The railway to nowhere

idomeni_railway_web--2-thumb-large

The Channel Tunnel remains closed for the 4th consecutive week, as migrants from the Jungle refuse to remove their encampment from the railway lines.

French police distributed leaflets urging people to move on, arguing that France loves them, and asking them to fight together British demands for borders to remain closed.

The financial impact for both countries is severe, with businesses suing both state authorities and Eurotunnel for its inability to perform its contractual obligations. Eurotunnel itself is suing both governments. In the meantime tonnes of perishables are rotting away in railway platforms all over the north of France.

What?

Exactly! Wouldn’t you be horrified if you turned on BBC Breakfast and listened to this? You would probably think the French have gone mad, and they are unable or unwilling to control basic aspects of security in their territory. You wouldn’t know which is worse, the inability, or the unwillingness.

Yet, this farcical situation is what Greece has allowed to developed in the border crossing of Idomeni, on the border with Macedonia. This village is the main railway crossing to the north. Tracks go from Greece through the Balkans to Europe via this route. Alternate railway crossings via Bulgaria necessitate a significant detour and cost an alleged extra 6000 Euros per wagon for freighters to reach Austria.

The Greek railways (state-owned) are suffering massive losses due to the line closure that has been going on and off for months, and has been continuously blocked for the last 3 weeks. Freighters are planning to sue the railway company, and the government. Many have diverted cargo through non Greek ports.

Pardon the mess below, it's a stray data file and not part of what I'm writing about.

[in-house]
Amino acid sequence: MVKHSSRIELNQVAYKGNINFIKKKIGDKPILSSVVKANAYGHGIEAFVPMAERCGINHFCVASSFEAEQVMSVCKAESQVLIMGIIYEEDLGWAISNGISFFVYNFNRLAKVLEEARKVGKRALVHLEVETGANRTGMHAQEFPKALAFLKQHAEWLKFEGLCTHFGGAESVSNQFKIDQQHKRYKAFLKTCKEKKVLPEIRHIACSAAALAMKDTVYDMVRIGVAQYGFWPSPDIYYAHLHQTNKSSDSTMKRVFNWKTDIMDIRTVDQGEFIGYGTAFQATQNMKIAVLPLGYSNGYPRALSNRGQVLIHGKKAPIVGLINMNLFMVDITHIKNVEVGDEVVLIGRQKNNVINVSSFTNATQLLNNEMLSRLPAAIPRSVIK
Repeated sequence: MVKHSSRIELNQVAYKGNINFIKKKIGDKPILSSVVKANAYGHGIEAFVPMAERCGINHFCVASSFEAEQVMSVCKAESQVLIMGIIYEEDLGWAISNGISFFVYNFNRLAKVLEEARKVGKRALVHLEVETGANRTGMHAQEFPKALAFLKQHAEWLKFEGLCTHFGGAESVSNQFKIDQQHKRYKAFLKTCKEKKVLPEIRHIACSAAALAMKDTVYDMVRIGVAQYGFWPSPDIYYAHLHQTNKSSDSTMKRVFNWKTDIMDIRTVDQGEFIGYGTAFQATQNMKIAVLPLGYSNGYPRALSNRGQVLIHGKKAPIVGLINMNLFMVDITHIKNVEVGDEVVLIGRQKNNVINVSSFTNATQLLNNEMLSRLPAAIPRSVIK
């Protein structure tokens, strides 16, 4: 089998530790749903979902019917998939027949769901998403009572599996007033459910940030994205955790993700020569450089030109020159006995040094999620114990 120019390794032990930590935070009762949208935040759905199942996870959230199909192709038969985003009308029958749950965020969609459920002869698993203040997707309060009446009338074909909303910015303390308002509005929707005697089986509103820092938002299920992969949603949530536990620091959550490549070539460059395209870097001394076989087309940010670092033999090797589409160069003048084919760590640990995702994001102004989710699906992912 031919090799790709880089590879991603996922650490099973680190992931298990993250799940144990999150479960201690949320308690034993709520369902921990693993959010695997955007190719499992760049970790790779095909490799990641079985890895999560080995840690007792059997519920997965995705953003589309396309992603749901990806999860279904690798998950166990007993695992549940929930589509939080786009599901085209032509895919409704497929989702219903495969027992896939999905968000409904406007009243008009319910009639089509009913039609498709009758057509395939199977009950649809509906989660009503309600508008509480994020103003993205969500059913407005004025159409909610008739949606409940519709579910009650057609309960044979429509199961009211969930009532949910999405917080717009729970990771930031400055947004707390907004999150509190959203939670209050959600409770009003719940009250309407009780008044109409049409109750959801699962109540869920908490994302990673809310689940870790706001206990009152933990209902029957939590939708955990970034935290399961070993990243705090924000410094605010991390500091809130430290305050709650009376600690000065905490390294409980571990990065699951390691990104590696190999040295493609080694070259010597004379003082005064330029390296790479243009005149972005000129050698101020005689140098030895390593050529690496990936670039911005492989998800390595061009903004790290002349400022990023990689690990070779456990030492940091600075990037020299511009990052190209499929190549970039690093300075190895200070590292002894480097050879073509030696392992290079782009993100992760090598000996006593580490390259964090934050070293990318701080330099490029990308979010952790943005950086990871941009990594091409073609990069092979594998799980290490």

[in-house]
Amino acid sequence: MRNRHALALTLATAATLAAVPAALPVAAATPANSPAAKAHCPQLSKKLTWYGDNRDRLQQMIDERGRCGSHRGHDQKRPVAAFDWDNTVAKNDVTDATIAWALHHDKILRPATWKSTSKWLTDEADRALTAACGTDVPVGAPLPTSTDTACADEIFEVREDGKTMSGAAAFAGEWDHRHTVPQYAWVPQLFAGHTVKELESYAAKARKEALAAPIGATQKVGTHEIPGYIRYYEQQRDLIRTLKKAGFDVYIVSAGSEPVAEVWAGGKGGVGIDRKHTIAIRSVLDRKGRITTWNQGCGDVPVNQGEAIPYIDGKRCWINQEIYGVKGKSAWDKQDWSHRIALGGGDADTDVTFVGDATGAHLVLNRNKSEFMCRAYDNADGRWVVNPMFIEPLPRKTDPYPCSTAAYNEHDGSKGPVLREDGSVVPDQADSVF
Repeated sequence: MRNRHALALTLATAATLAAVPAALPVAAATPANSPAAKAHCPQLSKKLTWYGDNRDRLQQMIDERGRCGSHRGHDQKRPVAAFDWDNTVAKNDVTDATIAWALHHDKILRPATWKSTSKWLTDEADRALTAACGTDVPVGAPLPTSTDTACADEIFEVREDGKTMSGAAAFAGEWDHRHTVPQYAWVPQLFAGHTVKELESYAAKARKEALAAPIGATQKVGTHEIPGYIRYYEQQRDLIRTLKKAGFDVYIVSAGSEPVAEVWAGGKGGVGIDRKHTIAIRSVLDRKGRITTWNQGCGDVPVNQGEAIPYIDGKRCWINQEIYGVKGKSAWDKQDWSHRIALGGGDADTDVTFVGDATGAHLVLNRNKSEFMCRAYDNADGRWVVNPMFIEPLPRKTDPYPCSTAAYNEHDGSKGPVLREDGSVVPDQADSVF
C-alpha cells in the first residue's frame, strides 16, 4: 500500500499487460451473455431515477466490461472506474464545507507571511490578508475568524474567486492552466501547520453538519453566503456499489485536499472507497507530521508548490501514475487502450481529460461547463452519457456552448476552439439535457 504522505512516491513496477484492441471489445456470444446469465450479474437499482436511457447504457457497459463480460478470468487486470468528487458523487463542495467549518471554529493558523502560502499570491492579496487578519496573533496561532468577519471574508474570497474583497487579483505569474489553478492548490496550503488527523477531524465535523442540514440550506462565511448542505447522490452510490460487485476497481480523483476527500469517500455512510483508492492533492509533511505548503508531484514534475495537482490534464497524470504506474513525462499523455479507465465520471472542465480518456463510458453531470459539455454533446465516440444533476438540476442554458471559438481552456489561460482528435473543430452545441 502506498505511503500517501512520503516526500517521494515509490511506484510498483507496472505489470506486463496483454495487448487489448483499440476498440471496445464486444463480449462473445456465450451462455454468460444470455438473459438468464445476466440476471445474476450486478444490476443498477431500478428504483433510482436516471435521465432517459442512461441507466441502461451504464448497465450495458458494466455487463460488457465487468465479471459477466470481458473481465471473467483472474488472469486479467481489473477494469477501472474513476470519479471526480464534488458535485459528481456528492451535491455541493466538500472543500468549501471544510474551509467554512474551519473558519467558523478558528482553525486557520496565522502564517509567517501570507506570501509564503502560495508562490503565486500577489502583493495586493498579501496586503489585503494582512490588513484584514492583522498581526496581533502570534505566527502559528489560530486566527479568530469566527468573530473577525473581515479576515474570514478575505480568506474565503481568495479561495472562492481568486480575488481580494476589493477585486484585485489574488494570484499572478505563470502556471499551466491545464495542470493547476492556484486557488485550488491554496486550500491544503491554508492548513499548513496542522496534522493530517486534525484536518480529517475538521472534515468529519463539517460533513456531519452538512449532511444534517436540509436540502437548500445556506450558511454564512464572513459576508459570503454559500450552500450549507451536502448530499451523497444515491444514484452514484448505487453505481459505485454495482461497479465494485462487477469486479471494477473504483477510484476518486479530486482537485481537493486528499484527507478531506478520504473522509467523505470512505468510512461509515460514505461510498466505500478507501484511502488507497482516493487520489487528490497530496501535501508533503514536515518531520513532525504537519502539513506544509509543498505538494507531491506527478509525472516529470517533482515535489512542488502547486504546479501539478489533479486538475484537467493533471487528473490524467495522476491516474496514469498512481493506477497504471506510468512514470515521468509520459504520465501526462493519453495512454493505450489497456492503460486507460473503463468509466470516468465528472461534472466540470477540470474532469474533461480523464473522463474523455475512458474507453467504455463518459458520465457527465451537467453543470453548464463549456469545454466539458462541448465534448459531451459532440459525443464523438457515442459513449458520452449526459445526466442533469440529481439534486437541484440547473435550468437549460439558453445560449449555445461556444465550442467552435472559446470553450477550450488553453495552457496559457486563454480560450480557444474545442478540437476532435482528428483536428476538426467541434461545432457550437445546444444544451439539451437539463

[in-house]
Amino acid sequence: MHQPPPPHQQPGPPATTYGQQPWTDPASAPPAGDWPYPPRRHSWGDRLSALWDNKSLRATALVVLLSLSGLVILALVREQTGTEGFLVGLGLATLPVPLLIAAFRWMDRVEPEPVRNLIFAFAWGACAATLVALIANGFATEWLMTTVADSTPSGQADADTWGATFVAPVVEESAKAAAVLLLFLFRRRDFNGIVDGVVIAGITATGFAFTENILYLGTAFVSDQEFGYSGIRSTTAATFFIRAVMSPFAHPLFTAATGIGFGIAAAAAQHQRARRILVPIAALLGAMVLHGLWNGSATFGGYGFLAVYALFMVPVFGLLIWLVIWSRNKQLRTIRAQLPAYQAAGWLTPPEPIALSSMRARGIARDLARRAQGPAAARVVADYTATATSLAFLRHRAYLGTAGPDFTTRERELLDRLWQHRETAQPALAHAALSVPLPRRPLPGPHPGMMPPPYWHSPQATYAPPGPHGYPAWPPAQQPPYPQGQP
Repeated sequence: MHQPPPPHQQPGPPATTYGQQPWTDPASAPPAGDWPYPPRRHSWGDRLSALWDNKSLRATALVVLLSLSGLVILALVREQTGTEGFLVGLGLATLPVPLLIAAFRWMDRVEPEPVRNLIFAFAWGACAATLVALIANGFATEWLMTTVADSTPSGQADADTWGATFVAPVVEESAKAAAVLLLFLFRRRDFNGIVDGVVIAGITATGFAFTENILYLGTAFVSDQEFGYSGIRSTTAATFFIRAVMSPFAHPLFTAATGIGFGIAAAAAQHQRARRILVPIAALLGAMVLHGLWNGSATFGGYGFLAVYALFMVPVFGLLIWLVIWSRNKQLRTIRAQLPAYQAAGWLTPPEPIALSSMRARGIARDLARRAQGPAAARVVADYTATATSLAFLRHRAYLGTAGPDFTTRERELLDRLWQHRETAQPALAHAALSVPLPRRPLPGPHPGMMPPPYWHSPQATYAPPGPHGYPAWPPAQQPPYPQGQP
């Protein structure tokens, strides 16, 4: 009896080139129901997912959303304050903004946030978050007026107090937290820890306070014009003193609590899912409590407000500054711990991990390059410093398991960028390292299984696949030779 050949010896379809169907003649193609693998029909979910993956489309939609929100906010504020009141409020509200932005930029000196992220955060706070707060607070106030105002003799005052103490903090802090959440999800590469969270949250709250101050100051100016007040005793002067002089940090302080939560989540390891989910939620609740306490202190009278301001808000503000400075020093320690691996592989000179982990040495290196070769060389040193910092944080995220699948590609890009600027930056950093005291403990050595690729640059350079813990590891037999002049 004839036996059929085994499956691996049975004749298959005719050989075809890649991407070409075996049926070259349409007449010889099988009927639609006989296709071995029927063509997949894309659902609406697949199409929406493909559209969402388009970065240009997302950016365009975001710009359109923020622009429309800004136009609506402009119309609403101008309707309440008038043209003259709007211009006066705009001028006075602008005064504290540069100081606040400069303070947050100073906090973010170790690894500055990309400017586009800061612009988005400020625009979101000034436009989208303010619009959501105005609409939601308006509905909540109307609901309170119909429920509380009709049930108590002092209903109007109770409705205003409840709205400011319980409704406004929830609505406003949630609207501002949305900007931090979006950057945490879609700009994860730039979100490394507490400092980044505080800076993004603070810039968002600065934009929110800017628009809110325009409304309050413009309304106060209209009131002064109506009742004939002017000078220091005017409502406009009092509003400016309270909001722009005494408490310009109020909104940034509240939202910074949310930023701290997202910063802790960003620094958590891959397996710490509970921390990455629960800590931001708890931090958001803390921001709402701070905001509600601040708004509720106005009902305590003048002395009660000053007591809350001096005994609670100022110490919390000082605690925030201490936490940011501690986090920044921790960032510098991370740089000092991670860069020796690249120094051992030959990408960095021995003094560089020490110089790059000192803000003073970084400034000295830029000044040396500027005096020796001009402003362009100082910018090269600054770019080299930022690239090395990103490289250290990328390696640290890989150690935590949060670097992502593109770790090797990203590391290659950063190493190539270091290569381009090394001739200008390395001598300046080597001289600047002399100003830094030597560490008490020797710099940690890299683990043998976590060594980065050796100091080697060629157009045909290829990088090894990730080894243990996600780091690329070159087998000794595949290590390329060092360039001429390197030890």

What is the problem you may ask? The problem is that refugees and migrants stranded in Idomeni, waiting for the borders to open, have camped on the railway line to put pressure on the Greek and Macedonian authorities to open the border.

What has the Greek government’s response been? To ask them politely to move. Leaflets have been distributed (there and in the port of Pireaus) asking people to move on, stressing the good will and brotherly love of the Greek authorities. The police has largely been absent from the chaotic camp in Idomeni, which is run by charities and NGOs with minimal help (or even the presence) of the Greek state.

Why don’t the Greeks do anything about this you ask? The answer is revealed in the statement of Mr Mouzalas (minister for migration) yesterday in Parliament. Residents of the camp are intentionally left in dire conditions, “so that their desperation leads to positive outcomes for us (Greece)”. Yes, this is what he said. People are left to suffer, in the cold, in the mud, with children catching deadly diseases so that they are convinced by their own suffering to move on. Move on to what? To the ‘reception centers’ where conditions are hardly better (but where is at least food). Mouzalas added that “order will come to chaos”, on its own apparently. Very philosophical for a Parliamentary session.

I described in a previous post why Greece might be sliding towards a Failed State. Syriza and their partners ANEL are doing a good job getting her there.

abandoned train

@iGlinavos

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